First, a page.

20/08/2019   Daniel Gadher
Apple's $6bn original content spend will see it leapfrog Netflix and most of the majors

Apple will spend upwards of $6bn on original content for its new streaming service, Apple TV +,  in 2019 according to The Financial Times, propelling it to the top tier of original content spenders globally. This spend is substantially higher than the previously reported commissioning budget of $1bn. If Apple was to persist with this level of spend on an annual basis it would quickly become one of the top five spenders on originated content globally. Apple has already announced 36 original titles for the new service, which is expected to launch in November. 


A spend of circa $6bn a year would propel Apple immediately into the first tier of content spenders worldwide, which are all currently investing between $6bn and $8bn in original content annually, which includes Disney/Fox, NBCUniversal/Comcast/Sky and Viacom/CBS. Although Netflix is rapidly increasing its original production spend, it will put an estimated $2.4bn into original production in 2019. Just a year or two ago, this sort of spending would have placed Apple even higher; however, due to the recent surge of consolidation in the market, the spending budgets of some of the industry largest players have been concentrated, creating an elite top tier of originated content spenders. Disney/ Fox, NBC/Sky and Viacom/ CBS will all pass $8bn in original content expenditure by the end of 2019.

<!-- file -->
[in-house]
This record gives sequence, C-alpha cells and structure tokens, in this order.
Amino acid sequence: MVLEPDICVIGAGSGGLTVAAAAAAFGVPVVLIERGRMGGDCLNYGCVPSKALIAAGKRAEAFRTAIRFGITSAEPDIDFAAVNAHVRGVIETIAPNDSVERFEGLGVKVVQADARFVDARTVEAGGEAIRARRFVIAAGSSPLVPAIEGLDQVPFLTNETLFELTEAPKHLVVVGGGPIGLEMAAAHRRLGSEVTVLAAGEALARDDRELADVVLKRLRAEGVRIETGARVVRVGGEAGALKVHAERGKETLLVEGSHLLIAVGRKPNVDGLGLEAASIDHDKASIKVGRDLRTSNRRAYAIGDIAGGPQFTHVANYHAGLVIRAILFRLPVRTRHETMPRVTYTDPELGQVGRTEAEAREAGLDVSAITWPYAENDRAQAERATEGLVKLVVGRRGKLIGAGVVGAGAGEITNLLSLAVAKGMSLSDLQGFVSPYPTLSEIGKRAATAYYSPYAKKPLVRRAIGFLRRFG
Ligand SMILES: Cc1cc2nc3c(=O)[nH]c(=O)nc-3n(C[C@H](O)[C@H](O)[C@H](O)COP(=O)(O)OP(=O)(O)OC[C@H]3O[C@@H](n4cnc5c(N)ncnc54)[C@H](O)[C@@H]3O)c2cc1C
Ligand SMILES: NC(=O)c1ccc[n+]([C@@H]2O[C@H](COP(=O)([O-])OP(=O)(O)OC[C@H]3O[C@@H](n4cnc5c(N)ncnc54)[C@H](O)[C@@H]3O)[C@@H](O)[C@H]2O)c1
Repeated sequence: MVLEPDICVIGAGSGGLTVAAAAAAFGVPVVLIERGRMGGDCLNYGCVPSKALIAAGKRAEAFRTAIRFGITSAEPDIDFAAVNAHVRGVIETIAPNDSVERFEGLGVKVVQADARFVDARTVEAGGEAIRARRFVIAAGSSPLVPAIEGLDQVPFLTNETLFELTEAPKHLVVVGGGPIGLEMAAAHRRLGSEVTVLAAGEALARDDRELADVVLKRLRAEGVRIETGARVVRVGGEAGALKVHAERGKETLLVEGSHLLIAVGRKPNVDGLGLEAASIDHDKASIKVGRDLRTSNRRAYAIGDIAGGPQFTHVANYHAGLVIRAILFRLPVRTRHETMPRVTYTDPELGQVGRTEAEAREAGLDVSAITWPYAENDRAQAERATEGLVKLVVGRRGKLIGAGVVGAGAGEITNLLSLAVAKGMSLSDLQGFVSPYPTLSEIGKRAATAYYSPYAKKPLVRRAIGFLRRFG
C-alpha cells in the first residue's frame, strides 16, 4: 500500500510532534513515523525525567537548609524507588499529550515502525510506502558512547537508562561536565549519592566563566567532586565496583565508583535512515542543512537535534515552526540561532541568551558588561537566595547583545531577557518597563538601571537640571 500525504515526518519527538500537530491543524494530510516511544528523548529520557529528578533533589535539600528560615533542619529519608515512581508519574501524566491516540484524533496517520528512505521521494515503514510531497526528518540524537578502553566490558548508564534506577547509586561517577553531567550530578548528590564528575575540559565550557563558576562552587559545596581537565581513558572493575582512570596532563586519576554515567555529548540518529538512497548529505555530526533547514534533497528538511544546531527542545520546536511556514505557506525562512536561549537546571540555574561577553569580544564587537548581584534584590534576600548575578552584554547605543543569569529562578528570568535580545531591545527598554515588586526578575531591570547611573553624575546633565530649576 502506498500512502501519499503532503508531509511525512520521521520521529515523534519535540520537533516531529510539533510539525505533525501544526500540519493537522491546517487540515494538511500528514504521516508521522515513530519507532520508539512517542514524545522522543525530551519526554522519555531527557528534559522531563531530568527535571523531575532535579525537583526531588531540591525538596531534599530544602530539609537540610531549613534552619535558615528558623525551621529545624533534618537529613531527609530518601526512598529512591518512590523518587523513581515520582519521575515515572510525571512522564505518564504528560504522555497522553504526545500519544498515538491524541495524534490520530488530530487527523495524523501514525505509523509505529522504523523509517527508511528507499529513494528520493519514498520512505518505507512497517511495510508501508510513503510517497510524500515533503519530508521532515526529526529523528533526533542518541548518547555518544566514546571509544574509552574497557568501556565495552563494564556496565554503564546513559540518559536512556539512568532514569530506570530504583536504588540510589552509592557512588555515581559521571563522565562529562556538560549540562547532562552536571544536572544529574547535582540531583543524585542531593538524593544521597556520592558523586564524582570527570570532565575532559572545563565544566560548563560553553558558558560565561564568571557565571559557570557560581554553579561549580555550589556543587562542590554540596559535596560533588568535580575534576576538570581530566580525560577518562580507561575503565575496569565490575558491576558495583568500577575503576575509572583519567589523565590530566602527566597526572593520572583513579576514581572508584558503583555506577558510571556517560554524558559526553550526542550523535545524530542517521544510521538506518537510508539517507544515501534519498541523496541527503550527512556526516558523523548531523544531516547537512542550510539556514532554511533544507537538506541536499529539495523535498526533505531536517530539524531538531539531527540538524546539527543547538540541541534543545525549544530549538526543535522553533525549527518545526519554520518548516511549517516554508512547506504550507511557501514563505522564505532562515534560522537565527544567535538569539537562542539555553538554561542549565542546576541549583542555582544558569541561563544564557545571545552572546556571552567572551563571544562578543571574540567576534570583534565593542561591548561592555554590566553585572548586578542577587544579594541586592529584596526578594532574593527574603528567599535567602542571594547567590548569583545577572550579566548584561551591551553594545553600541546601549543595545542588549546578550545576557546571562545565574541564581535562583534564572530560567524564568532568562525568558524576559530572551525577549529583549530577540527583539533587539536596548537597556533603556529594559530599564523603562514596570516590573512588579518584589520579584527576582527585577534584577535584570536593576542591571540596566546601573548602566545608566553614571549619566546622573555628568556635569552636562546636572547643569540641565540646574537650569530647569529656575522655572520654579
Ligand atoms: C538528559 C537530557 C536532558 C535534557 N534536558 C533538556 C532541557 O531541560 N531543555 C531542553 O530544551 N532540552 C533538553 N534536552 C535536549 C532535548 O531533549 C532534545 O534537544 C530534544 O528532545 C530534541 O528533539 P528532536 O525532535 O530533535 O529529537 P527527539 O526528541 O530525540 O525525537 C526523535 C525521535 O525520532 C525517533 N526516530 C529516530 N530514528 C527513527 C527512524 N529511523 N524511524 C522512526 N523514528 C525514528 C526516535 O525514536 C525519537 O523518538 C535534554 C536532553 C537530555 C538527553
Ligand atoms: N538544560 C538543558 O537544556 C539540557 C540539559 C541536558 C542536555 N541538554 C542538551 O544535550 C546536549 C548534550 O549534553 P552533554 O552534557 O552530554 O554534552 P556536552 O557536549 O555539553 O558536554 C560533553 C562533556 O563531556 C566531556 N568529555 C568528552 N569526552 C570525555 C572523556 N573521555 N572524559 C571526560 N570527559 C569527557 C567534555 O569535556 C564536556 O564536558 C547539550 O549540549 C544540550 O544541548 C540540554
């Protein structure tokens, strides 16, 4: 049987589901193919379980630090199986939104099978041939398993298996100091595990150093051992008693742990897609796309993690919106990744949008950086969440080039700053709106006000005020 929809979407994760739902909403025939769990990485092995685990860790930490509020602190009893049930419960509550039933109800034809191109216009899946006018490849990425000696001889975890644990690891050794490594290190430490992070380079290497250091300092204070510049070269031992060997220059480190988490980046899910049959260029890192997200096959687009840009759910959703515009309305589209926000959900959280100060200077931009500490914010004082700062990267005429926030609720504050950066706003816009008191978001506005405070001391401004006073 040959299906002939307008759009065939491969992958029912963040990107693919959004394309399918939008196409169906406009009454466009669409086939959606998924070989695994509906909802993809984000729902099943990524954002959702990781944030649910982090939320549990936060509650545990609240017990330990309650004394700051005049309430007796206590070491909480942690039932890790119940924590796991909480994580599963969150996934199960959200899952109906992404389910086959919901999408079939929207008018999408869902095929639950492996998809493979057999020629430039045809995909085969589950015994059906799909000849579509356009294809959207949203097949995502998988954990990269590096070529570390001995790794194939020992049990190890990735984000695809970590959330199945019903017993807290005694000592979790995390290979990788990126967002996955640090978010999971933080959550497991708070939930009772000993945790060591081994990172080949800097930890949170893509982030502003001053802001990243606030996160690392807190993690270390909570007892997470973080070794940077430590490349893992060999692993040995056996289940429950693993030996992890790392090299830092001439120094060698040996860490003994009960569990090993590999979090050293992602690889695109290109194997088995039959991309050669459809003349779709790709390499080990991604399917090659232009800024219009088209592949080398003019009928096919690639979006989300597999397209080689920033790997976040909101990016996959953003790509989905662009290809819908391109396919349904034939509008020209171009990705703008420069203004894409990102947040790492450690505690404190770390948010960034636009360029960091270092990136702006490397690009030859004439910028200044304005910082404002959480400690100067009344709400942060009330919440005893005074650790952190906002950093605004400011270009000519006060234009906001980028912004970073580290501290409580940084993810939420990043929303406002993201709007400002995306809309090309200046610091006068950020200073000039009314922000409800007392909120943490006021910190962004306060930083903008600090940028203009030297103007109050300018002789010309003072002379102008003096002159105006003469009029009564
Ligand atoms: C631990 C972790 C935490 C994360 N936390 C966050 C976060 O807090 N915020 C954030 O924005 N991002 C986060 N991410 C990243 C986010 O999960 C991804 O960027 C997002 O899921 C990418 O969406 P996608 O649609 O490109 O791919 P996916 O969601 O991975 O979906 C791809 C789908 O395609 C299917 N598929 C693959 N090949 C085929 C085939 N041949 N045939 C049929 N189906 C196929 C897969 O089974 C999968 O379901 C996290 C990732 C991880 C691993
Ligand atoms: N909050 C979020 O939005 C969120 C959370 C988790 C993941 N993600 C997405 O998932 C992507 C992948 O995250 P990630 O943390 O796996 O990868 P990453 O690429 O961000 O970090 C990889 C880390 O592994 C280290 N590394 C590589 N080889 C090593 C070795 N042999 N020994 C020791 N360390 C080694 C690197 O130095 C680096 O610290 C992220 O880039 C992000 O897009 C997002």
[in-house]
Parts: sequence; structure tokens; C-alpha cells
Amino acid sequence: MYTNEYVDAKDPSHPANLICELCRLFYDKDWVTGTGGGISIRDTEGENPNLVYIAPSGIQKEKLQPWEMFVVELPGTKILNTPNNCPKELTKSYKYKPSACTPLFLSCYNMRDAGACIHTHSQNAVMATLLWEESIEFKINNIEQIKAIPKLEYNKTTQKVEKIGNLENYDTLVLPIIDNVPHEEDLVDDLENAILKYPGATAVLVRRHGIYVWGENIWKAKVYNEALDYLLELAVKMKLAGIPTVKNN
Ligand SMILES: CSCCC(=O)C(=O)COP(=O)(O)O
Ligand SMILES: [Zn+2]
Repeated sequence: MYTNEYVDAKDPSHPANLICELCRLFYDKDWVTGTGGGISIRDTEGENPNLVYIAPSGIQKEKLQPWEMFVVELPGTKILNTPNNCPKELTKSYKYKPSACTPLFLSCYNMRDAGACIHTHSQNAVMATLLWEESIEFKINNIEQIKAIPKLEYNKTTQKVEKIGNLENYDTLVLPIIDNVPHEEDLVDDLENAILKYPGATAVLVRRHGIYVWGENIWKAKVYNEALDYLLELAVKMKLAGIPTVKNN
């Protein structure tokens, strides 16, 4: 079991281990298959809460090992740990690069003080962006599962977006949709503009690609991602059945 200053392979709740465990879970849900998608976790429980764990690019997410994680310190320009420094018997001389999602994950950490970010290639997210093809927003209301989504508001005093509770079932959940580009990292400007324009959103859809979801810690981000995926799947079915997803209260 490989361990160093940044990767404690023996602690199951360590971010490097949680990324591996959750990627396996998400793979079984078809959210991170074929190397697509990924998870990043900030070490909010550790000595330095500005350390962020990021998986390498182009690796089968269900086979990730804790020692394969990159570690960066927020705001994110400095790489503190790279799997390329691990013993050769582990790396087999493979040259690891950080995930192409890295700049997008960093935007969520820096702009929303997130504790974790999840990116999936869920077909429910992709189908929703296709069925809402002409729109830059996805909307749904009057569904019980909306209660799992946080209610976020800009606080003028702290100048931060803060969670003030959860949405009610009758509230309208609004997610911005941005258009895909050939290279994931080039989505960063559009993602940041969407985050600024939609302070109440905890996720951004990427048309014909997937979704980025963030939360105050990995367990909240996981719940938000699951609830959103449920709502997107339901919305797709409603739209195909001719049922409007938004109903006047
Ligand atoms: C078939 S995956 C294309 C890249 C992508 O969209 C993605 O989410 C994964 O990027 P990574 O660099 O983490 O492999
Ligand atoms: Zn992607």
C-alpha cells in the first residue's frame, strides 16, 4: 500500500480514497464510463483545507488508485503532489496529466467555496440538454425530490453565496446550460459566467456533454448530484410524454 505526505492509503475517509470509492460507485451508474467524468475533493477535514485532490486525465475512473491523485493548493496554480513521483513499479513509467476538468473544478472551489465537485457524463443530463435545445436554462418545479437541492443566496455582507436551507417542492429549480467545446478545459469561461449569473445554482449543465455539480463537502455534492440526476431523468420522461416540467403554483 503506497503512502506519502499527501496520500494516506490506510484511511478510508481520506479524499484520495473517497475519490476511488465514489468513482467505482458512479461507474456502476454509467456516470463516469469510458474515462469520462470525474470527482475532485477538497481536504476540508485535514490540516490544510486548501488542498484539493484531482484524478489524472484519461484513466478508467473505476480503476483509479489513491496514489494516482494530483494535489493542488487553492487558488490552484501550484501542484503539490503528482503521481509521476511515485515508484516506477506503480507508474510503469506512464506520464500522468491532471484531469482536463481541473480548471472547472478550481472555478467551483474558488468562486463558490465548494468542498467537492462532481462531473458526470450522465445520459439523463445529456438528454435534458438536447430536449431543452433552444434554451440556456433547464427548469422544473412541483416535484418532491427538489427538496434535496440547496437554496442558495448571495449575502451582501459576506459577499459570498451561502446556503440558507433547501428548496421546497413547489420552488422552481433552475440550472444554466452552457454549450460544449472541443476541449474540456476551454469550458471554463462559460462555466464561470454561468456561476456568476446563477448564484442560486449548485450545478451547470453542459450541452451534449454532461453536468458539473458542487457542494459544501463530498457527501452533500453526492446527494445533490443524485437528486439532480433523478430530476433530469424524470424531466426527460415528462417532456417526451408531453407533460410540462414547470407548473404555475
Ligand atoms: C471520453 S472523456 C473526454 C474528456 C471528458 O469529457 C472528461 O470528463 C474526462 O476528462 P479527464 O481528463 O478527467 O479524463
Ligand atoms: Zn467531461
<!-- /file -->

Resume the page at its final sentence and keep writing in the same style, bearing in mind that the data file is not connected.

Nonetheless, Apple’s significant increase in content expenditure highlights its commitment to the streaming video space, and its willingness to go head-to-head with the industry’s biggest spenders. It also points to a much wider strategic push than has previously been assumed. Spend at this level, if it persists, will mean Apple TV+ must be more than the 'showcase' channel for a few key Apple originals. Rather, this is spend at a full blown streaming premium service or platform level. The imminent launch of a number of high-profile streaming platforms, including Disney+, HBO Max, NBC Universal’s unnamed service, and Katzenberg-led Quibi will intensify competition for streaming subscribers. High value exclusive content is the key battleground. Commissioners and producers continue to invest vast sums of money to attract the best talent. The ability of the platforms to produce quality and differentiated content will be integral to success in a market where Netflix, Amazon and Hulu are already entrenched.



Other new entrants to the direct to consumer streaming space have been slightly more cautious in original investment compared to Apple. Disney has indicated that it will invest around $1bn into Disney + original content in its launch year (rising to $2.5bn by 2022), and to-date has announced 43 original titles for the service. However, in addition to its dedicated service spend, we expect Disney will spend $5bn on original Disney programming plus the additional original spend from its acquired Fox assets in 2019. Disney will be able draw from this, and its vast back-catalogue of content to bolster the Disney+ offering.


Jeffery Katzenberg’s new venture, Quibi, the mobile-only streaming platform concentrating on short form content has committed $1.1bn in original content in its first year. It has already commissioned over 44 new titles, though due to the short format nature of the content the aggregate runtime of the catalogue will likely be significantly less than competitor services.


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